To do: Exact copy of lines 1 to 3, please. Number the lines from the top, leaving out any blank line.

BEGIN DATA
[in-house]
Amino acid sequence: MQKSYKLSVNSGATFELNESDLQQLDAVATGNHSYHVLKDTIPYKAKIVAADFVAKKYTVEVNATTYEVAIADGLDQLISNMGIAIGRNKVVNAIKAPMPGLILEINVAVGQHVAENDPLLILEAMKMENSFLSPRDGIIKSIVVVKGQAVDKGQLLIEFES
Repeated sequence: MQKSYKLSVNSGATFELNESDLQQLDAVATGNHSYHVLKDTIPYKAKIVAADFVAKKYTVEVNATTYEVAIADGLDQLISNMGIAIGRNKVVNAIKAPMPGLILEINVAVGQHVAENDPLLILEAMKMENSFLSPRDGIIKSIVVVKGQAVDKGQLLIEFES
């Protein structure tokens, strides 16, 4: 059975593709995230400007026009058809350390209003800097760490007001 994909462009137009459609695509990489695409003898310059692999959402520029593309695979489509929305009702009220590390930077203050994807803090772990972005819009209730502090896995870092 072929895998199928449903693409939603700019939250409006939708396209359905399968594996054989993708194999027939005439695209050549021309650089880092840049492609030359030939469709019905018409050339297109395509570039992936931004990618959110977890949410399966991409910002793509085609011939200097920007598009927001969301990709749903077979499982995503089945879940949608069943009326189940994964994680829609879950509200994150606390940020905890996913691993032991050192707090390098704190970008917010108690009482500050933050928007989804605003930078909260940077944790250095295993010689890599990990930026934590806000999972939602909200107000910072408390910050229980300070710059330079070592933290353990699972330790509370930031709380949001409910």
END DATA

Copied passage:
[in-house]
Amino acid sequence: MQKSYKLSVNSGATFELNESDLQQLDAVATGNHSYHVLKDTIPYKAKIVAADFVAKKYTVEVNATTYEVAIADGLDQLISNMGIAIGRNKVVNAIKAPMPGLILEINVAVGQHVAENDPLLILEAMKMENSFLSPRDGIIKSIVVVKGQAVDKGQLLIEFES
Repeated sequence: MQKSYKLSVNSGATFELNESDLQQLDAVATGNHSYHVLKDTIPYKAKIVAADFVAKKYTVEVNATTYEVAIADGLDQLISNMGIAIGRNKVVNAIKAPMPGLILEINVAVGQHVAENDPLLILEAMKMENSFLSPRDGIIKSIVVVKGQAVDKGQLLIEFES